More Sustainable Eye Glasses – Wood or Human Hair?

"eye glasses human hair"If you think these sunglasses are made from tortoise shell, guess again.

Accessories may be one of the most important places for an ecologically minded designer to start.  Accessories are the victims of quickly changing trends and fads, and so their unsustainable fashionable-ness makes their ecological sustainability greatly needed.  We’ve seen other green designers tackle this issue before, creating purses out of old tire inner tubes, wallets out of discarded wrappers, and clutches made from old architectural designs.  However we have not yet seen designers stare sustainable accessories in the face.

Namely, take it to one of the most ubiquitous fashion accessories of all – the eye or sun glasses.  And now we’re faced with two sets of designers tackling the issue in very different ways: one making eye glasses from human hair (seen above) and the other making them from wood.

"wood eye glasses"Ezri Tarazi, an industrial designer and the Head of the Industrial Design Department at the Bezalel Academy of Art and Design in Jerusalem, is the one responsible for the wood glasses seen above together with Shoham Zak.  Made from special laminated wood layers, they are extremely strong (even though, from a practical perspective, they are not collapsible).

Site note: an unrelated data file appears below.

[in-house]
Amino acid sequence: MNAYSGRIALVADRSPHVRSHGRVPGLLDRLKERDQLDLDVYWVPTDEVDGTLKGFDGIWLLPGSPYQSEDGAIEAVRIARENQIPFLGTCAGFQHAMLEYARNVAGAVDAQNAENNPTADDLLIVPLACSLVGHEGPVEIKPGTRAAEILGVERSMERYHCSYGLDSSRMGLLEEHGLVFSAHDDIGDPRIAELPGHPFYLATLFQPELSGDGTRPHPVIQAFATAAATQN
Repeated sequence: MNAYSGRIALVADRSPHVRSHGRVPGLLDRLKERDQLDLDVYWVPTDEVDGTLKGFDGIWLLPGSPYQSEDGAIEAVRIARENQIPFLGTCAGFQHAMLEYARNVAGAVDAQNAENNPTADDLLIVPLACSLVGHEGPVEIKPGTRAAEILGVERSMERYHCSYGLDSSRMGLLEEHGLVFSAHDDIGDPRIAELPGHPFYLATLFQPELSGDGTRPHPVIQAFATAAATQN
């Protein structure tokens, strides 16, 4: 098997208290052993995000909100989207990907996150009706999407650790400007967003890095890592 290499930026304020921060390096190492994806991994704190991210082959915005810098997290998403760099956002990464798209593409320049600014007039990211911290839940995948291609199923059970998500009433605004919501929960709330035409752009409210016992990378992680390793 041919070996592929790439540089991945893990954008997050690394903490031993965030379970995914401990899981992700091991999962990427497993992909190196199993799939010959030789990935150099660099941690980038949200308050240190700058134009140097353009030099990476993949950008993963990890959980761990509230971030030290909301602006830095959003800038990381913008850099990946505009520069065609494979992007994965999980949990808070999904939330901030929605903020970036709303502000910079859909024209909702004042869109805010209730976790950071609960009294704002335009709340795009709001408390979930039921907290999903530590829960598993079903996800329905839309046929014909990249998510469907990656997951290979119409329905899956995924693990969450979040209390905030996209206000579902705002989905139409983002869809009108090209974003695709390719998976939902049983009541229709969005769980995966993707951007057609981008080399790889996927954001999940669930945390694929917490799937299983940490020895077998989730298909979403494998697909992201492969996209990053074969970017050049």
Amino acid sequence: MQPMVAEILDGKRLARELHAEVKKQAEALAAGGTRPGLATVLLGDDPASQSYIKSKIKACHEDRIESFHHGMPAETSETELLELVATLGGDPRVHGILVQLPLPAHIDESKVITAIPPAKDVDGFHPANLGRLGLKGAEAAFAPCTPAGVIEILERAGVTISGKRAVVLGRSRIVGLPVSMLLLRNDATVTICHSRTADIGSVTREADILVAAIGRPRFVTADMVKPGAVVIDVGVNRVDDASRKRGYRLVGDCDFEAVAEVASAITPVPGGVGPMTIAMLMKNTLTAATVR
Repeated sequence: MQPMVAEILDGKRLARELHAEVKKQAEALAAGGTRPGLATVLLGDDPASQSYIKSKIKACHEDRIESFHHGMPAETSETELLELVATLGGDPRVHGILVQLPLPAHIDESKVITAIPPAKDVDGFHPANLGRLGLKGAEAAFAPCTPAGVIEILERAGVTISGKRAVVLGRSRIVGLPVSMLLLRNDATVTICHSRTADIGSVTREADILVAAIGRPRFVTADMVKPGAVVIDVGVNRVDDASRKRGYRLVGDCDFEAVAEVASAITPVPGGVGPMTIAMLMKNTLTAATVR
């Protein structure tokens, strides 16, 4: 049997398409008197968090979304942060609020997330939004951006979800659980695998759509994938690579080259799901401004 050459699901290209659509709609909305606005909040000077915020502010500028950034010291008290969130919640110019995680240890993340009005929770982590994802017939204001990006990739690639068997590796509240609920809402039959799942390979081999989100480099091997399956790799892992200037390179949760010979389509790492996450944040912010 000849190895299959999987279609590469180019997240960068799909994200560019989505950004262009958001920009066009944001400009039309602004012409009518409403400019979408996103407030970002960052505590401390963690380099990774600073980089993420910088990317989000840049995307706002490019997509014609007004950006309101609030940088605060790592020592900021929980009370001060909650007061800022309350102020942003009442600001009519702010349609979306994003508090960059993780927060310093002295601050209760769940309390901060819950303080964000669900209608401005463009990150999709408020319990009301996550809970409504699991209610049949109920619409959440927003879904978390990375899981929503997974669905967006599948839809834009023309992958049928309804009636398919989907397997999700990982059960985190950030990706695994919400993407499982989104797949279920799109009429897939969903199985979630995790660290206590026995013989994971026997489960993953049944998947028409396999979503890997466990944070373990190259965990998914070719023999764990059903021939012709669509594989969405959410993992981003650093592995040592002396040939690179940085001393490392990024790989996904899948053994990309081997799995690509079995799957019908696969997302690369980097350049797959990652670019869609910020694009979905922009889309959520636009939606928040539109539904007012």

Tarazi notes that they are suitable for people with skin allergies to metal and plastic.  In terms of energy consumption, the wood is probably much less energy intensive to obtain than metals and plastic.  With a slight tweak in the design to make these frames from durable and quickly growing bamboo, these glasses would be much more sustainable.

"human hair glasses"Azusa Murakami and Alexander Groves, two graduates from the Royal College of Art in the UK, are behind the “Hair Glasses” line to the left – a collection of sustainable fashion eyewear exploring the potential of human hair.  Made from human hair and bioresin, the frames are completely biodegradable and no harmful substances are released during production.

In attempt to explain why they would use human hair, the two founders of Studio Swine explain that “the UK beauty industry imports 15 million pounds worth of human hair per year.  As the world’s population continues to increase, human hair has been reimagined as a viable – importantly renewable – material.”

Maybe human hair is the new bamboo?

Read more about sustainable fashion accessories:
Elanit Neutra Promises More Mileage Out of Your Purse
Beggars Can Be Choosers: Amit Brilliant’s Recycled Wallets
Ecoist Accessories Make Eco-Friendly Egoists Look Good

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